Workers Win Unprecedented Four Days Annual Paid Sick Leave From U.S. Rail Giant CSX

Resistance: Railroad Workers CSX

Resistance: Railroad Workers CSX

The United States is the only wealthy country that does not guarantee paid sick leave. By contrast France offers 21 days a year and Germany offers up to 84 weeks of paid sick leave at 70 percent of salary. So, when 5,000 workers at the U.S. rail giant CSX negotiated a guarantee for four paid days of sick leave a year, the unions rejoiced at the ‘significant accomplishment.’

“This agreement is a significant accomplishment and provides a very important benefit for our members. Other carriers should take note and come to the bargaining table in a similar manner.” – Don Grissom, president of Brotherhood of Railway Carmen union (BRC)

CSX Corporation

CSX corporation, based in Jacksonville, Florida is the third largest railway companies in the U.S., operating over 32,000 kilometres of track. Like all the other companies in the industry, CSX uses a system called “precision-scheduled railroading” that depends on workers being available all the time. To ensure this, the companies refuse to pay for employee sick leave.

“There is a personal toll when you spend most of your life away from home. All of it on-call, 24 hours a day. I don’t think we mind what is asked of us, as long as we are treated with the dignity and respect.” - CSX locomotive engineer

Strike Threat

The U.S. is very dependent on freight trains to deliver goods. Some 75 percent of new automobiles, 70 percent of coal and 30 percent of packaged food are delivered by train across the country. So, when a dozen unions announced plans to strike for higher wages and better working conditions late last year, the U.S. Congress quickly passed a law making the strike illegal.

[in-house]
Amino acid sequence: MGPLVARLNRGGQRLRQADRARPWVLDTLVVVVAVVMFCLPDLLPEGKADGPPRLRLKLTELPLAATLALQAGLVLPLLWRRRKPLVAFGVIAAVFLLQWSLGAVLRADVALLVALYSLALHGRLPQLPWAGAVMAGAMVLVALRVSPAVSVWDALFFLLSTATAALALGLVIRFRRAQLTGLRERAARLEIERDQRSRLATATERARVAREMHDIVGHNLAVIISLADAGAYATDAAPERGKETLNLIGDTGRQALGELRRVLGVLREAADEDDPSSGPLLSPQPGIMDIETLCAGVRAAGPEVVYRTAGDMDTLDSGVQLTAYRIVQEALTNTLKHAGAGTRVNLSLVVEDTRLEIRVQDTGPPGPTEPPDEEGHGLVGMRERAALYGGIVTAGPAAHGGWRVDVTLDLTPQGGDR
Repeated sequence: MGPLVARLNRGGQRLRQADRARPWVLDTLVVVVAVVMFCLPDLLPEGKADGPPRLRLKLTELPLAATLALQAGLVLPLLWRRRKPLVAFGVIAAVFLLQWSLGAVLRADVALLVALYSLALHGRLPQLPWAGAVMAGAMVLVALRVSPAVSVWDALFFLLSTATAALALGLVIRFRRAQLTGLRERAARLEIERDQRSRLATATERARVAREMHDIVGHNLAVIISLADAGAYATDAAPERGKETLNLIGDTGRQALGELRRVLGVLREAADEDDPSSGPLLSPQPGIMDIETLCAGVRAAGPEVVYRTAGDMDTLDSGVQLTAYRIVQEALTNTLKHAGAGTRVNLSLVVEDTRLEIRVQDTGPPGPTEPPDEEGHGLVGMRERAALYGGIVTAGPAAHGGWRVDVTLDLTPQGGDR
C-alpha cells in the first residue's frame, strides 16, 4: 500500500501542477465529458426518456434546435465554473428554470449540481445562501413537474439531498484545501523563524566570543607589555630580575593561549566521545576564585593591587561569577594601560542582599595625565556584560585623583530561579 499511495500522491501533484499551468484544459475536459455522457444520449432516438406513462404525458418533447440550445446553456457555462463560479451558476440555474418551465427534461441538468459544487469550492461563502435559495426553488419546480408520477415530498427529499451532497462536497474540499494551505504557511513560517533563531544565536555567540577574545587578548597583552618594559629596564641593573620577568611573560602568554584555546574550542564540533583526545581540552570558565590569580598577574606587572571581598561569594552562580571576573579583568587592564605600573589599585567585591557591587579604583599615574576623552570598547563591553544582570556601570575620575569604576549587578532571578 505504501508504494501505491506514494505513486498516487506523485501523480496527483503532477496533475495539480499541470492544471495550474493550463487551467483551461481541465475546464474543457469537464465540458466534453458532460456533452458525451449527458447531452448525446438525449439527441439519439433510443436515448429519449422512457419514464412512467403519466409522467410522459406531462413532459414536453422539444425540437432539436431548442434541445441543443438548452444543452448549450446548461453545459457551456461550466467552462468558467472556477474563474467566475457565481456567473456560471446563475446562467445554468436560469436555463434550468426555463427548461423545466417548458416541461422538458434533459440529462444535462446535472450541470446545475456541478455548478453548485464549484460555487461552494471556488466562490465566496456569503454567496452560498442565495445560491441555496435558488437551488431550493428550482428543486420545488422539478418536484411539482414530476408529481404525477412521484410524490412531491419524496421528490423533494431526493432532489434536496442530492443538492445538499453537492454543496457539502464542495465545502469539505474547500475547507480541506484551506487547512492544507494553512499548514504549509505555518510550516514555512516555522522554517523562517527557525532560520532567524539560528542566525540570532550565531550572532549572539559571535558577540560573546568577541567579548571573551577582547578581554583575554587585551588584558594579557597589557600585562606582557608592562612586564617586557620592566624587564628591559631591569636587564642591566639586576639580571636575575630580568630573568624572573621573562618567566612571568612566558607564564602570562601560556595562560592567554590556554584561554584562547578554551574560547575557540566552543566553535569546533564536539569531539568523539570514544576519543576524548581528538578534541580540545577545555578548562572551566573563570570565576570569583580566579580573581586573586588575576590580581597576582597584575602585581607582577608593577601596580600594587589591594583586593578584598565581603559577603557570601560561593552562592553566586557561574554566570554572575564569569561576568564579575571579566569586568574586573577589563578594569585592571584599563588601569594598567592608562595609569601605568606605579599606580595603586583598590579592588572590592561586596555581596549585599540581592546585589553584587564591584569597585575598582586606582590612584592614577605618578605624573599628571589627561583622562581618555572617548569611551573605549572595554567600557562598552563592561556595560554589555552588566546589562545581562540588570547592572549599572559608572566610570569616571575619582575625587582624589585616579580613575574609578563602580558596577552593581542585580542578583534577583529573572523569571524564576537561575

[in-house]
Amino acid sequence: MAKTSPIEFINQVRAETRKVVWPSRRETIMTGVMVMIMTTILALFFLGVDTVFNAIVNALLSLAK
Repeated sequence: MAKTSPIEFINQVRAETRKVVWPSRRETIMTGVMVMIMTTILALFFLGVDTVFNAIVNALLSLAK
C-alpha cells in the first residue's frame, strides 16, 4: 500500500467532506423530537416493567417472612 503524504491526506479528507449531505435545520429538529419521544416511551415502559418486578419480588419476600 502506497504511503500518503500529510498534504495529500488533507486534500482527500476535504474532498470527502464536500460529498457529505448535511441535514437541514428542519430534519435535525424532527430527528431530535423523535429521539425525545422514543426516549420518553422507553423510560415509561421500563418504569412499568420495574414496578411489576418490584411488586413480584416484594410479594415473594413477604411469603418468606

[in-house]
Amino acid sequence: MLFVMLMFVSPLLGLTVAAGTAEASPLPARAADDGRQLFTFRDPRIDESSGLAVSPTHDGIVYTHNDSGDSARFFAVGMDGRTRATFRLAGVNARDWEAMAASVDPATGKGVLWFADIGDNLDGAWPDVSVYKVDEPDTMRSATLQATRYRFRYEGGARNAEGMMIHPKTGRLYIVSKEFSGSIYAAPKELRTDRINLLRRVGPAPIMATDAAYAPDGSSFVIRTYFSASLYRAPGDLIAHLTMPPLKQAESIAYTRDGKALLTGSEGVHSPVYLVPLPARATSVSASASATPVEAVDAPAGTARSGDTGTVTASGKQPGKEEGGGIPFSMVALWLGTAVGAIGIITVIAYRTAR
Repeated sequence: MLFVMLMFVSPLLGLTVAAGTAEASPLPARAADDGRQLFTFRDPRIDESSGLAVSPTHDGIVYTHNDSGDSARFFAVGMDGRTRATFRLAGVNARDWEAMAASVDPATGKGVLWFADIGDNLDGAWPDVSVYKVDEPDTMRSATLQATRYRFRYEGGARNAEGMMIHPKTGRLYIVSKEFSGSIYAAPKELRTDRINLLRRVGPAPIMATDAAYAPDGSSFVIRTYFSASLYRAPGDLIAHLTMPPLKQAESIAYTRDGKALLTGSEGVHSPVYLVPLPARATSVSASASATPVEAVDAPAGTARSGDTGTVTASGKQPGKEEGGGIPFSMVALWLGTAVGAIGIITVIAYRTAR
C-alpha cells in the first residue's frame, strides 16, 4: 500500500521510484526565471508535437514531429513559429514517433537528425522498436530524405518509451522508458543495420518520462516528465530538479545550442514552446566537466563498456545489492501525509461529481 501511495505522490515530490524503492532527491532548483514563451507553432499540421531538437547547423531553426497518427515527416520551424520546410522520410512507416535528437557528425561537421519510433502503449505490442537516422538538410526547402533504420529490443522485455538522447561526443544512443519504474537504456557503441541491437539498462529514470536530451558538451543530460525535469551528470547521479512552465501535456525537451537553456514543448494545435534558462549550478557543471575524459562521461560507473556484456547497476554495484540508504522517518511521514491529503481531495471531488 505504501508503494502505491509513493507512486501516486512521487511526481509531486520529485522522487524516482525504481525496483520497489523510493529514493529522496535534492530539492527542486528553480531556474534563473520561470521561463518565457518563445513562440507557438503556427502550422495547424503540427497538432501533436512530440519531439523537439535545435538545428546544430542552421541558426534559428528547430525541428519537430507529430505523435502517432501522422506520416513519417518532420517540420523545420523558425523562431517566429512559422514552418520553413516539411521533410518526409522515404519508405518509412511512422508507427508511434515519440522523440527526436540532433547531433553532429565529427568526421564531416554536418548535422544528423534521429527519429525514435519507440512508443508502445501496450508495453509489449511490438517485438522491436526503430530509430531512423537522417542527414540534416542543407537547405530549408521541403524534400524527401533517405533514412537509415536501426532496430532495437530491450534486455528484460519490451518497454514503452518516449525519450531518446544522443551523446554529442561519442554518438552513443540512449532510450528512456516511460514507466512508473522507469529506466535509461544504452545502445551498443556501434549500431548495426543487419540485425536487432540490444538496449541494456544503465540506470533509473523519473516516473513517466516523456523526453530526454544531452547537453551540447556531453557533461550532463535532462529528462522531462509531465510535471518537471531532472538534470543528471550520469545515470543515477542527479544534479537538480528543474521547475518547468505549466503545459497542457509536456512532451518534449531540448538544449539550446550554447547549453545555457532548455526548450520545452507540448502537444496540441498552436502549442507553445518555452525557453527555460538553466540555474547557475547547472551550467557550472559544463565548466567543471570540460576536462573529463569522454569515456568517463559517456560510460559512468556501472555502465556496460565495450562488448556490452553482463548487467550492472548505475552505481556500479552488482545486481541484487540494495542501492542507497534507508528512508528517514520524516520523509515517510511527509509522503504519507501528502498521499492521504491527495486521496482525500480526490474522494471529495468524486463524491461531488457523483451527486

Stalled Negotiations 

Over 100,000 railway workers have been negotiating with CSX and other companies like BNSF and Union Pacific for over two years to get pay raises, more days off and paid sick leave. In September 2022, the railway companies agreed to giving workers a 24 percent pay raise but refused to budge on paid sick leave, insisting that workers could apply for pre-approved paid vacation time instead.

New CEO Cuts Deal

In September 2022, CSX hired a new CEO named Joe Hinrichs who previously worked at Ford Motor company and had built strong relationships with the United Auto Workers Union. This was the break that the Brotherhood of Maintenance of Way Employees Division union, representing 5,000 CSX workers, was looking for and they seized the opportunity to cut a deal.

Workers Win

On February 8, CSX announced it would offer four days paid sick leave plus the option to convert three days of paid vacation into sick leave for the members of two unions. Over the next week, CSX signed agreements with four more unions, and extended offers to another eight unions.

Company Response 

“It's really difficult, of course, to pre-approve sickness when you don't know you're going to be sick. If we want to change, if we're going to make a difference, we have to try new things.” – Joe Hinrich, President of CSX

This is #37 in our series of Instagram infographics on resistance against corporate power.

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